Stranded at school before holiday break, a precocious girl gets into the spirit of saving when a trio of robbers trespass and hold the janitor hostage.
Information Page: https://www.newonnetflix.info/info/81154982
I’m dreaming of a Christmas movie, just like the ones I used to watch. Netflix is a fantastic platform for film-makers, writers and actors, however, thanks to Netflix being the streaming giant that it is, it would seem it is also guilty of churning out content, conveyor-belt style, in a bid to offer quantity over quality. This seems to be the case with the Christmas content both in Netflix Originals and films on license to Netflix. We have come to expect ‘cheese’ in Christmas movies but that does not excuse writers editing old classics into a new spin to market as an original idea.
“Christmas Break-In” does just that. The film is the story of a young girl who single-handedly fends off burglars when she is accidentally left at school on the last day of term. From the opening scene of the movie featuring the main character, nine-year-old Izzy (Cameron Seely) and her ‘mean’ teenage brother Nick (Dawson Ehlke) to the next scenes of busy parents rushing around the kitchen ignoring the daughter eating pizza for breakfast or, the moment the parents shockingly remember they have forgotten to collect their child from school, ‘again’, almost every scene is a complete copy of a Christmas classic that you’ve probably guessed by now.
Just in case you haven’t here are a few more scenes; one of the bad guys is hit with a rock that leaves a red imprint on his face as he falls backward into the snow. Another scene shows not one but two large sacks swinging into the bad guy and in another scene quite early on in the movie when Izzy realises she has been left at school – staring straight down the camera – she declares something along the lines of; ‘I am all alone in the school, what am I going to do?’ she pauses, changes tone to excitement and repeats with a smirk ‘I’m ALL ALONE in the school!’ Cue familiar lively music and her enjoying unfettered access to the school and eating chocolate pudding with a big spoon. Yep, you’ve got it now, right, surely?!
OK, for those that haven’t (seriously?) – it’s “Home Alone”, the 1990 movie where a young boy is accidentally left at home by his parents at Christmas and ends up foiling the plot of two burglars). My point is, this film is so close to the classic all it serves to do is flag up how little the budget must have been in making this cheap-rip off. They have highlighted every great scene and destroyed it with a bad script and wooden acting from most of the cast. The filmmakers must have spent their entire budget casting Danny Glover as the friendly janitor that is teaching Izzy the guitar.
The premise of a child being forgotten at Christmas is so abhorrent in these modern times I am surprised nobody put a stop to it from the outset. Not to mention a nine-year-old girl spending most of her time with the school janitor in his office and a school that closed for Christmas with a child still waiting to be collected. The film screams ‘safeguarding’ and it felt uncomfortable to watch at times as the backstory seems so unbelievable. Perhaps this is the world we live in now, sheltered. Perhaps in the nineties, we overlooked such massive mistakes in parenting/childcare or maybe just maybe, the writing, producing, budget and ultimately the acting were bigger back then and thus made bad situations seem plausible. This lack of this is enhanced in “Christmas Break-In” by Denise Richards in her role as the mother who seems undisturbed by the fact that her daughter is alone in a blizzard!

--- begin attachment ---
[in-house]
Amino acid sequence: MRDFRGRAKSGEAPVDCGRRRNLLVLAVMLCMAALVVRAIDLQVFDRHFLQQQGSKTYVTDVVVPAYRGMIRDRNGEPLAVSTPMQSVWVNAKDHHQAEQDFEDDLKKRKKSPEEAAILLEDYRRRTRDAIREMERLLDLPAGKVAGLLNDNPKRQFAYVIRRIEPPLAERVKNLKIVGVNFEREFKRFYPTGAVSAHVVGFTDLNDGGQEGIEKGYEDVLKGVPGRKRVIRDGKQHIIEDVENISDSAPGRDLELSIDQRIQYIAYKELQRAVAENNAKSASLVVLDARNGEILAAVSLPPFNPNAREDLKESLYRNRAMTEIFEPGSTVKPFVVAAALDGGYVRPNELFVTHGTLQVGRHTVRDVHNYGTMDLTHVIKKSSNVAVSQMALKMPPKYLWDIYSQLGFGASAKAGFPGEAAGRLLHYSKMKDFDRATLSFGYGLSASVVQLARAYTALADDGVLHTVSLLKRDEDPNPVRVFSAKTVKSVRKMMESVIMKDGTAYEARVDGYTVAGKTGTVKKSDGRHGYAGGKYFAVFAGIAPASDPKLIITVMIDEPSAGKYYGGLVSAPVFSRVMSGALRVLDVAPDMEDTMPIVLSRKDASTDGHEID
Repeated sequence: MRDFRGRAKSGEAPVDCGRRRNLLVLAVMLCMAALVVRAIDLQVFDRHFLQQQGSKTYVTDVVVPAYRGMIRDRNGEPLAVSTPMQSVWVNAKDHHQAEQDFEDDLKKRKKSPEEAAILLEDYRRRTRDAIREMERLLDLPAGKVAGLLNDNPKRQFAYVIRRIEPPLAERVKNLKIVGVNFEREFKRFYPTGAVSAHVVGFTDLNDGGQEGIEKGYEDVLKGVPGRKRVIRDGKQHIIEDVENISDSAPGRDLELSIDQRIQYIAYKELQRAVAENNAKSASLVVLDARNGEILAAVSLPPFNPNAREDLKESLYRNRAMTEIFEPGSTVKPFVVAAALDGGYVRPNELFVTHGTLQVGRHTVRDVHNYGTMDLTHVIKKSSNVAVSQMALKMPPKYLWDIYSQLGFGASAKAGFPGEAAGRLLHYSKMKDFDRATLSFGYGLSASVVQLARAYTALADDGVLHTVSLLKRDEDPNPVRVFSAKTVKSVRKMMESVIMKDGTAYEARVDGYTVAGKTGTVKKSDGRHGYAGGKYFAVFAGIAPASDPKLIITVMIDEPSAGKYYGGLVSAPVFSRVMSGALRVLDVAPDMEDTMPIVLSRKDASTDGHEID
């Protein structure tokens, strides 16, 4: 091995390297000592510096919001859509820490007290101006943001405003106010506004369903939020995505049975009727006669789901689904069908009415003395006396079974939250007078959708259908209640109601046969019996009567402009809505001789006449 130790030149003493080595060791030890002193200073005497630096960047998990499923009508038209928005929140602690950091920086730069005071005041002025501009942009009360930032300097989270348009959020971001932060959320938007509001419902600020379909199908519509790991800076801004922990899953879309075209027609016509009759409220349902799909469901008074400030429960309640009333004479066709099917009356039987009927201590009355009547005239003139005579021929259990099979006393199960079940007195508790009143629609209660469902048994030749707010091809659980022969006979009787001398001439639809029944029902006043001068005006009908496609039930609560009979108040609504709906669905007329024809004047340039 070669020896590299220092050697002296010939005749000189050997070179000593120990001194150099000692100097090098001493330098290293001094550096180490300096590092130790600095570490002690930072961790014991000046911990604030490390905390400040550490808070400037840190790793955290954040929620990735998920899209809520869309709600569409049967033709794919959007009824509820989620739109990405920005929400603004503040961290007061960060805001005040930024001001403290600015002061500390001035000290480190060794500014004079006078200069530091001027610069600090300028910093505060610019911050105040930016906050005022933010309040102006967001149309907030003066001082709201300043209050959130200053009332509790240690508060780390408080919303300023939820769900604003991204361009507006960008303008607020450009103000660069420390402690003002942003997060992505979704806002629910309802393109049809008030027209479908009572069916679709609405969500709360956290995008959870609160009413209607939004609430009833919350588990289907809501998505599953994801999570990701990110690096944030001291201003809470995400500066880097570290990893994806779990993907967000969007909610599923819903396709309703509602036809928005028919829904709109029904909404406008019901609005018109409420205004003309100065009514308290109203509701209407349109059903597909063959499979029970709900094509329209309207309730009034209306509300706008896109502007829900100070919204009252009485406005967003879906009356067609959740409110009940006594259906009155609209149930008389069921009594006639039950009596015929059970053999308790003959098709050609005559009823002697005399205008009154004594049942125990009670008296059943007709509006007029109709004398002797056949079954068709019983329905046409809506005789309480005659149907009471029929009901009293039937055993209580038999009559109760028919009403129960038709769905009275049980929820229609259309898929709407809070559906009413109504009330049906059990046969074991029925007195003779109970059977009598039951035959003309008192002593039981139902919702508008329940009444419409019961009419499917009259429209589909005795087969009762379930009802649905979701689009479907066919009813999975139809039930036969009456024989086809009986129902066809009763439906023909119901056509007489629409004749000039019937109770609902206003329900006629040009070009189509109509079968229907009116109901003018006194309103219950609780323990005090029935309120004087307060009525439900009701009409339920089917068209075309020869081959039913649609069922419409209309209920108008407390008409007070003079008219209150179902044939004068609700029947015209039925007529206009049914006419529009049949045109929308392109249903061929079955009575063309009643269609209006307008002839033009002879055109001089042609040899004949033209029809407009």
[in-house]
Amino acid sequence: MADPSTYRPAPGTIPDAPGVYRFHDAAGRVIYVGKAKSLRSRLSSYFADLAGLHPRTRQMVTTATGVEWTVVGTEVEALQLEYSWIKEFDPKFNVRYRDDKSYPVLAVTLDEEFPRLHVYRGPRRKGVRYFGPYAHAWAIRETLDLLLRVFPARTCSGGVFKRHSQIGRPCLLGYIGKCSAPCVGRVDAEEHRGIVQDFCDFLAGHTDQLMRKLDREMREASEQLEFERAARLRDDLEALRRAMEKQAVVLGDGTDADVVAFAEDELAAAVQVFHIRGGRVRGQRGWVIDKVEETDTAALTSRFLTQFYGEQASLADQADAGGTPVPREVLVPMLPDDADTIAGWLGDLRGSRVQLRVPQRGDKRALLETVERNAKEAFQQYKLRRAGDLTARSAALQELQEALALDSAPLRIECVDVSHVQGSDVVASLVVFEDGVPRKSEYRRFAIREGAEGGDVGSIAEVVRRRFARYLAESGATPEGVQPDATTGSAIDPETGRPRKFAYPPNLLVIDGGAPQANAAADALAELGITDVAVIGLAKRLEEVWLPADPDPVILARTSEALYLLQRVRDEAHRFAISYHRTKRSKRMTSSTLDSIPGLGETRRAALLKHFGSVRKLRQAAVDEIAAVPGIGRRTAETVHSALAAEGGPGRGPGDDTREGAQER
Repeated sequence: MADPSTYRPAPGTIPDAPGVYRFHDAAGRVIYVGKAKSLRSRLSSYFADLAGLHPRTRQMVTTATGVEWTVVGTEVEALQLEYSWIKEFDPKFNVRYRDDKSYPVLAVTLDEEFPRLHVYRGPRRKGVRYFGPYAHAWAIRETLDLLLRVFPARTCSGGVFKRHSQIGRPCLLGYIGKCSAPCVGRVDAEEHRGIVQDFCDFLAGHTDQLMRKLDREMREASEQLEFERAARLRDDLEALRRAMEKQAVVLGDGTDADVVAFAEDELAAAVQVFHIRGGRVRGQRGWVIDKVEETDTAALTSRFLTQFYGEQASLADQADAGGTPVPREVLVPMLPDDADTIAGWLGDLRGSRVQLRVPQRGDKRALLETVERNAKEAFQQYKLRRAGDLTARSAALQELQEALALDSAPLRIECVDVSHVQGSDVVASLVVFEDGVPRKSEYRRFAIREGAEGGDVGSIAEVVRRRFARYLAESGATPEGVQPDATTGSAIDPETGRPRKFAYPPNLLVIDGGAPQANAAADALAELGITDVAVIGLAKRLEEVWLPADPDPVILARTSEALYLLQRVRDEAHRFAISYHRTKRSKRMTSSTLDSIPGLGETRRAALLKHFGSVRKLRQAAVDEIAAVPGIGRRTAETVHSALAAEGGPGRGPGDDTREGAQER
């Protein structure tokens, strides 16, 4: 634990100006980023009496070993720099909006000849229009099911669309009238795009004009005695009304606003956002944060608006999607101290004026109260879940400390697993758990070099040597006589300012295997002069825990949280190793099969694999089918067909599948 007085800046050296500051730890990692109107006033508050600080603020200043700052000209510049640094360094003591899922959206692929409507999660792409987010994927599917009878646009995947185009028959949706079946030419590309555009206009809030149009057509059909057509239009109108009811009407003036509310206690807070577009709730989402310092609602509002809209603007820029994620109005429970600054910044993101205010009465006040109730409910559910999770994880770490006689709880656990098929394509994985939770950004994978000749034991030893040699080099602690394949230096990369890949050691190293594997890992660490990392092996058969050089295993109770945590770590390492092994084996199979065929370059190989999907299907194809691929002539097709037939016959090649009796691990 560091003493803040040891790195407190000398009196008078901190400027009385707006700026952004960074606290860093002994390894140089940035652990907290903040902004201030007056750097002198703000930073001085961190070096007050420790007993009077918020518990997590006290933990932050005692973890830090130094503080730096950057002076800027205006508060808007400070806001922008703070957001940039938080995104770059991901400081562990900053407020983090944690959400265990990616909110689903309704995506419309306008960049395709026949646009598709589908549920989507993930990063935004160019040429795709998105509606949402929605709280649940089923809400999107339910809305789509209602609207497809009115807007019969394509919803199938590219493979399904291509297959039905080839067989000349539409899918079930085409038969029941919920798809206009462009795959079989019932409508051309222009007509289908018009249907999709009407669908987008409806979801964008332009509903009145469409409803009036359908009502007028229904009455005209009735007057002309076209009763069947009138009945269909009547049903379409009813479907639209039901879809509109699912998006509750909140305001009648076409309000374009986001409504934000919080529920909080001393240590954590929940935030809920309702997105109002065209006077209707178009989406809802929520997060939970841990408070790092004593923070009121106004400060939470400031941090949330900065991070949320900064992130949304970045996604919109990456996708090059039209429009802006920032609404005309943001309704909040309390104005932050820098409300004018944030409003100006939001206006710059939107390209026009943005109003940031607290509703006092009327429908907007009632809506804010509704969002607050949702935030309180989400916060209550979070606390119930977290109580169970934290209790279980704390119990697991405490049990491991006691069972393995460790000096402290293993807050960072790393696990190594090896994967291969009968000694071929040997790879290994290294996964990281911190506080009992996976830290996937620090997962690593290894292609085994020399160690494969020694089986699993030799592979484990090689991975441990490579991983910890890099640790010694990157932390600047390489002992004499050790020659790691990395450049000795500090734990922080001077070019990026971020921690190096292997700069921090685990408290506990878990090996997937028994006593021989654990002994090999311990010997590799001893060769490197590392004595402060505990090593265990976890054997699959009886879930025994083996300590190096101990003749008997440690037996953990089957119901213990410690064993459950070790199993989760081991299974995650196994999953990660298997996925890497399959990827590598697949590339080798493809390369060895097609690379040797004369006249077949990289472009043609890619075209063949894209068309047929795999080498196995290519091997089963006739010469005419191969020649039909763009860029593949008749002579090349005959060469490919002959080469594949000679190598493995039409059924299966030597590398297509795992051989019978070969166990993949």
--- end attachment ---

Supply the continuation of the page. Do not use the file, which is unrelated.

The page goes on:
This movie served us well in that it filled a gap on family movie night. Parents could snooze without really missing a thing and children could laugh at the capers of a child getting one over on the ‘bad guys’. There was an extremely cheesy happy ending but not the one expected as the parents appeared to come second to the janitor even in present giving on Christmas day. If you are looking for children’s basic entertainment for 90 minutes – it will do.
It was the children watching that noticed the similarities of the scenes with one of our favourite classic Christmas films and from that point on, whilst we did laugh at times, the film just seemed like a poor man’s “Home Alone”. The script writers and producers should hang their heads in shame; Netflix, whilst not the producers, should retreat to their corner and look forlorn, only they don’t need to because they’ve already moved on and are adding as many movies as they can get their hands on whilst simultaneously producing the odd fantastic Christmas Netflix Original i.e “The Christmas Chronicles”. The presence of bad content barely dents their reputation. In short, in my opinion, “Christmas Break-In” should be bypassed in favour of one of the Netflix Original Christmas offerings that will still offer a cheesy holiday feel but will be better scripted and acted ‘-ish’ with a slightly bigger budget. Although, that said, don’t even get me started on Netflix’s recent holiday offering; “Holiday Rush”!
Have you seen this film? Let us know your opinions in the comments below and of course if there are any films on Netflix UK you want us to review let us know!